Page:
Panamint Butte


By: Campy Camphausen


It was a case where I owed Barbara Reber this trip. She had climbed It the hard way a couple times before. In October we scheduled it as a backpack up Lemoigne Canyon but the idea attracted nobody except us. Then we each sat at our respective meeting places a quarter of a mile apart and wondered why the other of us didn't show up. Barbara went home and I went on to climb Panamint Butte alone. I reported on it earlier.

This time we got a few friends together and we made our way up the road In three Toyota trucks and a vintage Scout. The start of the 4 WD road begins at a dimly seen north side intersection 2.9 miles downhill from the Emigrant Ranger Station. A sign identifying the Lemoigne Canyon road is placed far enough away from the highway to be overlooked by casual motorists (Barbara says that the sign reflects brilliant headlight glare when traveling up the highway at night). After an hour of crossing numerous gullies we parked at a road fork where two canyons join (the road toward the left soon peters out.)

We carried about 5 liters of water each for the two days except for Andy Zdon who admitted that he had 2 1/2 gallons. Our weather was sunny yet cool enough to avoid sweating and thirst. We walked along the jeep trail In the main Lemoigne Canyon. The canyon walls narrowed down to barely vehicle width and the limestone bore patches of rubbed-off paint. Just ahead is where most of the vehicle tracks take a left fork which leads to the well preserved Lemoigne Mines. This fork is a severe vehicle test-piece according to the mine cabin log which tells about many broken axles and smashed vehicles.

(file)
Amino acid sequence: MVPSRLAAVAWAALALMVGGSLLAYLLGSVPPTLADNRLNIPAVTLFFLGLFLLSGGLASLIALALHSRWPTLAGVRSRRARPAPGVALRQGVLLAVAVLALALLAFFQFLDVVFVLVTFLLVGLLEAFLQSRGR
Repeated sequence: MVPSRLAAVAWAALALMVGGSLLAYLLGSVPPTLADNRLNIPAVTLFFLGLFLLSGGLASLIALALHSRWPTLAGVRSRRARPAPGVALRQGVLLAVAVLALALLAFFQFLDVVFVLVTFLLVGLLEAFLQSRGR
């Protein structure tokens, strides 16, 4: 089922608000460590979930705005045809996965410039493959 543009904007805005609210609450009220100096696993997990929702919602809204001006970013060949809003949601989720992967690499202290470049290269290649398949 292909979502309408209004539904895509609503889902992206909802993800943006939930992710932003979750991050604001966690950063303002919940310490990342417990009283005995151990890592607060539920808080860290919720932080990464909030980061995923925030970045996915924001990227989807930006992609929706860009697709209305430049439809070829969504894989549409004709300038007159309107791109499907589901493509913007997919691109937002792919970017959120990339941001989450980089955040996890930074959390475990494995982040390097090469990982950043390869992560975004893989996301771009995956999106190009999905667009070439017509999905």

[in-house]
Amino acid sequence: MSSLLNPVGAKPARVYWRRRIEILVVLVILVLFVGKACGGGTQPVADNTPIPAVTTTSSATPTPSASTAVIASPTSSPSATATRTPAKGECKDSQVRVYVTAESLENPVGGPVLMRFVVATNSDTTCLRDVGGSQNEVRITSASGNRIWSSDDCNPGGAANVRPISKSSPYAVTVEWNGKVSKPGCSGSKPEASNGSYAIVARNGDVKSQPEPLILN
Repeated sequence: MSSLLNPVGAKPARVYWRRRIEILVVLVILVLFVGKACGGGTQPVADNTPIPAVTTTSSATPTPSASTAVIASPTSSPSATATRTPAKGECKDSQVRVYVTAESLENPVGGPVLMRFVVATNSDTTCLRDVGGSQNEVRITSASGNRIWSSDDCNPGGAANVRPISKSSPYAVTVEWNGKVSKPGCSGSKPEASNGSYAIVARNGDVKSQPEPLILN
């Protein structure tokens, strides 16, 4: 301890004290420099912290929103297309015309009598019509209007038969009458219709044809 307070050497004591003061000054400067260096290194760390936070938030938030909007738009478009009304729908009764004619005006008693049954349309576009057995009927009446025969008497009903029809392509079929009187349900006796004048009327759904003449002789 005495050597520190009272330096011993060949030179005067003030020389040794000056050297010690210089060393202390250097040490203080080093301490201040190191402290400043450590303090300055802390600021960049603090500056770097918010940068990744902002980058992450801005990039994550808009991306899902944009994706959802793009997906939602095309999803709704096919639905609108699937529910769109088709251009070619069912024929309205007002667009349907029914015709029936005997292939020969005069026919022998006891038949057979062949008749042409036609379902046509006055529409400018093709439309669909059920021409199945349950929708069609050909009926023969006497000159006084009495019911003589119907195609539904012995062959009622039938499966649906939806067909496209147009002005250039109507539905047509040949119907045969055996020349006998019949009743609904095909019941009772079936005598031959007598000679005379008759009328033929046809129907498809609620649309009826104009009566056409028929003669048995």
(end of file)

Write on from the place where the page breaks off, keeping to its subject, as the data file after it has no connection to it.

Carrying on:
The final rock jump in the main canyon Is a bit tall for vehicles and the jeep trail ends here. After a lunch break we continued for an hour to a good campsite on a patch of sand at 5000' elevation. The wind picked up as forecast and a weather pattern moved in. We put up three flapping tents and two bivy sacks were stretched out on the sound. It was only 1 pm and we crashed until happy hour.

The climb of Panamint Butte involved returning to the wash and following It to the base of the gentle northeast ridge. Time to the summit was two hours. A breeze picked up and the air was crisp which favored fine views of the snowy Sierra. Zinc Hill and Panamint Butte stare at each other across Panamint Valley. The Ridgecrest BLM office had helicoptered a box of filled canteens and water bottles to the summit and this was probably there to aid a future Steve Smith-led traverse. We drank one of his two beers.

The hike back down the canyon and out to the vehicles took two hours. We agreed that this is the best way to climb Panamint Butte. The canyon is interesting and colorful and is of easy grade. Our party consisted of me, Ski, Barbara Reber. Edna Erspamer. George Pfeiffer. Andy Zdon, and Wynne Benti.

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